The sonar system of bats exploits spatial information in a way similar to our sense of sight, despite the different anatomy of eyes and ears. In a new study, scientists at the Max Planck Institute for Ornithology in Seewiesen and the Ludwig Maximilians University Munich have now shown that echoes contain information that allows bats to distinguish differently structured surfaces. On a turbulent water surface for example, a fidgety prey item acoustically stands out even against the clutter of the background waves. (Image Daubenton's bat ©dietmar-nill.de)

Hearing in 3D

The sonar system of bats exploits spatial information in a way similar to our sense of sight, despite the different anatomy of eyes and ears. In a new study, scientists at the Max Planck Institute for Ornithology in Seewiesen and the Ludwig Maximilians University Munich have now shown that echoes contain information that allows bats to distinguish differently structured surfaces. On a turbulent water surface for example, a fidgety prey item acoustically stands out even against the clutter of the background waves. (Image Daubenton's bat ©dietmar-nill.de)
Bold great tits lay their eggs earlier when under threat, the shy ones put it off. Such personality differences help maintain the biological variation essential for the survival of populations, as biologists of the MPIO Seewiesen and the LMU in Munich have now shown.

Personalities promote adaptability

Bold great tits lay their eggs earlier when under threat, the shy ones put it off. Such personality differences help maintain the biological variation essential for the survival of populations, as biologists of the MPIO Seewiesen and the LMU in Munich have now shown.
Join the Department of Collective Behaviour in Konstanz for the Association for the Study of Animal Behaviour summer conference from Monday 26 August to Wednesday 28 August 2019.  For registering and abstract submission click on the image.  Follow us on Twitter (asab2019summer) where we will be posting all the latest announcements and news about the conference.

Welcome to the ASAB 2019 Summer conference ‘New Frontiers in the Study of Animal Behaviour’ in Konstanz, Germany

Join the Department of Collective Behaviour in Konstanz for the Association for the Study of Animal Behaviour summer conference from Monday 26 August to Wednesday 28 August 2019.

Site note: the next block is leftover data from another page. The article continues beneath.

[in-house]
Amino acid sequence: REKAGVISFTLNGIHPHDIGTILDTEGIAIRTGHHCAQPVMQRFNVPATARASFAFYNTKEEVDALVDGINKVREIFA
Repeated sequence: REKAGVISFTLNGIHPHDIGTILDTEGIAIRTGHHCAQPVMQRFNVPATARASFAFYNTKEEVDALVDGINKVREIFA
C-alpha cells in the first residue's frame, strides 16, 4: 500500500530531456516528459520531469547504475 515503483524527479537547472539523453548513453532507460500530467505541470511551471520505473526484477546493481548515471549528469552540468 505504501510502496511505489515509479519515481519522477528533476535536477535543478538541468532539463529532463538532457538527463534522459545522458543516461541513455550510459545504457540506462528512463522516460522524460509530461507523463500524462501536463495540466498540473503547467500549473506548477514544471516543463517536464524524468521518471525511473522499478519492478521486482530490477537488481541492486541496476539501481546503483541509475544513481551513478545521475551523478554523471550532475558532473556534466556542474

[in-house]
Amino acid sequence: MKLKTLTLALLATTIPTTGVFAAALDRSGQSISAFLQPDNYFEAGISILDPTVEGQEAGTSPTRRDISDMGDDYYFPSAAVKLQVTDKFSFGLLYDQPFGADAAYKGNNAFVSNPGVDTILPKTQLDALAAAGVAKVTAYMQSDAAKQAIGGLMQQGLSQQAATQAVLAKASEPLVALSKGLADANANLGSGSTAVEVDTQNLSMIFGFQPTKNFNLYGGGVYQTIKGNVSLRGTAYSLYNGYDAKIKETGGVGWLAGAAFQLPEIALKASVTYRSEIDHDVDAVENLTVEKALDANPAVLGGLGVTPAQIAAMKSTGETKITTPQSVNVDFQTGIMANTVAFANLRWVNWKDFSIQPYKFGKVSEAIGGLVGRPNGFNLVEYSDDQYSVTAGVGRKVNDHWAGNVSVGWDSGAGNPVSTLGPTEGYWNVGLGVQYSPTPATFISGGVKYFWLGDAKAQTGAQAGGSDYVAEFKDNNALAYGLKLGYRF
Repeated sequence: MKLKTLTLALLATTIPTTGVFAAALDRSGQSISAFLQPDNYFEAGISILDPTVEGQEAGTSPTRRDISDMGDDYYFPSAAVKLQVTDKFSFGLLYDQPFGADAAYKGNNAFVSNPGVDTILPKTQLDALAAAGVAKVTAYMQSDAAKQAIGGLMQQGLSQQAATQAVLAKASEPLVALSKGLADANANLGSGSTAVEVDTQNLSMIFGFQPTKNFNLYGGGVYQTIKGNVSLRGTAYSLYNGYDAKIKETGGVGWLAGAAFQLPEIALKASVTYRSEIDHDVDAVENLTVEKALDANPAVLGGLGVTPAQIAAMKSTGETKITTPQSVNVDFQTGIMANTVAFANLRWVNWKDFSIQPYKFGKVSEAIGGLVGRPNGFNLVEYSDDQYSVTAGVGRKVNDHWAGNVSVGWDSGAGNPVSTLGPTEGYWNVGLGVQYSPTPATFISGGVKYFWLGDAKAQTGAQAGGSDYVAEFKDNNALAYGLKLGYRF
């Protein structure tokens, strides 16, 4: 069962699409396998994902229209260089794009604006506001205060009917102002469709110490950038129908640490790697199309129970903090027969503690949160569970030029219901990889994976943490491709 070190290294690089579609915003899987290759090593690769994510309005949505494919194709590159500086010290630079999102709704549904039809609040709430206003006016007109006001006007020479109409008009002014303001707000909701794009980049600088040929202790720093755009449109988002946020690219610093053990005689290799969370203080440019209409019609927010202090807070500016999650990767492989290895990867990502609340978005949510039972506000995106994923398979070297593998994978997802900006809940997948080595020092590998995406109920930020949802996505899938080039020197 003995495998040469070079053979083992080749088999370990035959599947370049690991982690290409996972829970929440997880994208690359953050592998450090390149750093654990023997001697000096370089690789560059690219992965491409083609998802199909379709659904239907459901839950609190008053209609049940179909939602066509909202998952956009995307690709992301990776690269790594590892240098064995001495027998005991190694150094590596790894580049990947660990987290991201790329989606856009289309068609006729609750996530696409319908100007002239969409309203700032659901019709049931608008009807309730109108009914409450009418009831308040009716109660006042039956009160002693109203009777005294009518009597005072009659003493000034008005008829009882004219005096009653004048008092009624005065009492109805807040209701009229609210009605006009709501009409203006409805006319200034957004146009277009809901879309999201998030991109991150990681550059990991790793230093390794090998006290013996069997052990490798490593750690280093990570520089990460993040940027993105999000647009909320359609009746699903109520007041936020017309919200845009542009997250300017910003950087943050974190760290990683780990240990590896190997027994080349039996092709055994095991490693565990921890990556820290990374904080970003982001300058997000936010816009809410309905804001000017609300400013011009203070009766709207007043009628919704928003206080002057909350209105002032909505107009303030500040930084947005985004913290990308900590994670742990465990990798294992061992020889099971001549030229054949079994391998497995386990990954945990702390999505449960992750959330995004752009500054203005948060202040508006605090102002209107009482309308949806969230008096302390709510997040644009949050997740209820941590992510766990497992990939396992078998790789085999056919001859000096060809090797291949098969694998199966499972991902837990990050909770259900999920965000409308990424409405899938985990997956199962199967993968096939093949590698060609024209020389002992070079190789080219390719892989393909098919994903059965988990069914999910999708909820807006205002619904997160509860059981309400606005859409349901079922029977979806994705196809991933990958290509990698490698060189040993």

For registering and abstract submission click on the image.

Follow us on Twitter (asab2019summer) where we will be posting all the latest announcements and news about the conference.
In the black coucal sex-roles are reversed: females aggressively defend their territories and males rear the young. Despite the large effort for parental care, males still find opportunities to sire young in nests of other males, although they succeed only half as often as males who are “free” and do not have to tend a brood.

Does parenting hamper the sex life of male black coucals?

In the black coucal sex-roles are reversed: females aggressively defend their territories and males rear the young. Despite the large effort for parental care, males still find opportunities to sire young in nests of other males, although they succeed only half as often as males who are “free” and do not have to tend a brood.
Cooperative breeding may facilitate the development of sophisticated communicative abilities such as intentionality and joint attention skills. Two new studies of researchers of the Max Planck Institute for Ornithology in Seewiesen, the Max Planck Institute for Evolutionary Anthropology in Leipzig and the University of Osnabrück provide the first evidence that a cooperatively breeding bird species (Arabian babblers) demonstrates distinct hallmarks of joint-attentional skills, which have been traditionally ascribed to humans only. This result also shows that an ape-like cognitive system is not a necessary pre-condition for joint-attention skills.

First evidence for joint attention skills in a nonhuman cooperative breeding species